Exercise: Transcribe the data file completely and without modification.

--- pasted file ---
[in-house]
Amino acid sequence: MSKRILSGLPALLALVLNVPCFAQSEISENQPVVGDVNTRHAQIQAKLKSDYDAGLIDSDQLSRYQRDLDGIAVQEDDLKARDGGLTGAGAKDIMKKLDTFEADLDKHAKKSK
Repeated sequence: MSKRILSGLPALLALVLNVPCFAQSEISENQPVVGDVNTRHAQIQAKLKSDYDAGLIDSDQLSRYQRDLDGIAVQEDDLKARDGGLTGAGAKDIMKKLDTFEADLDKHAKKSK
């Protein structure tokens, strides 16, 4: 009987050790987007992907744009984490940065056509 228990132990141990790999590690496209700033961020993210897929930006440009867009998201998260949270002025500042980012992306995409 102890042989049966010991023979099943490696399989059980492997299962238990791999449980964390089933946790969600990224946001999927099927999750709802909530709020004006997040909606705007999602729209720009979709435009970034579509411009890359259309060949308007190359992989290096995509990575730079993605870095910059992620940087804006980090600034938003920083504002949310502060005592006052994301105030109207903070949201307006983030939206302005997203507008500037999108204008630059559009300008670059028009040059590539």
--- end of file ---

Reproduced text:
[in-house]
Amino acid sequence: MSKRILSGLPALLALVLNVPCFAQSEISENQPVVGDVNTRHAQIQAKLKSDYDAGLIDSDQLSRYQRDLDGIAVQEDDLKARDGGLTGAGAKDIMKKLDTFEADLDKHAKKSK
Repeated sequence: MSKRILSGLPALLALVLNVPCFAQSEISENQPVVGDVNTRHAQIQAKLKSDYDAGLIDSDQLSRYQRDLDGIAVQEDDLKARDGGLTGAGAKDIMKKLDTFEADLDKHAKKSK
């Protein structure tokens, strides 16, 4: 009987050790987007992907744009984490940065056509 228990132990141990790999590690496209700033961020993210897929930006440009867009998201998260949270002025500042980012992306995409 102890042989049966010991023979099943490696399989059980492997299962238990791999449980964390089933946790969600990224946001999927099927999750709802909530709020004006997040909606705007999602729209720009979709435009970034579509411009890359259309060949308007190359992989290096995509990575730079993605870095910059992620940087804006980090600034938003920083504002949310502060005592006052994301105030109207903070949201307006983030939206302005997203507008500037999108204008630059559009300008670059028009040059590539």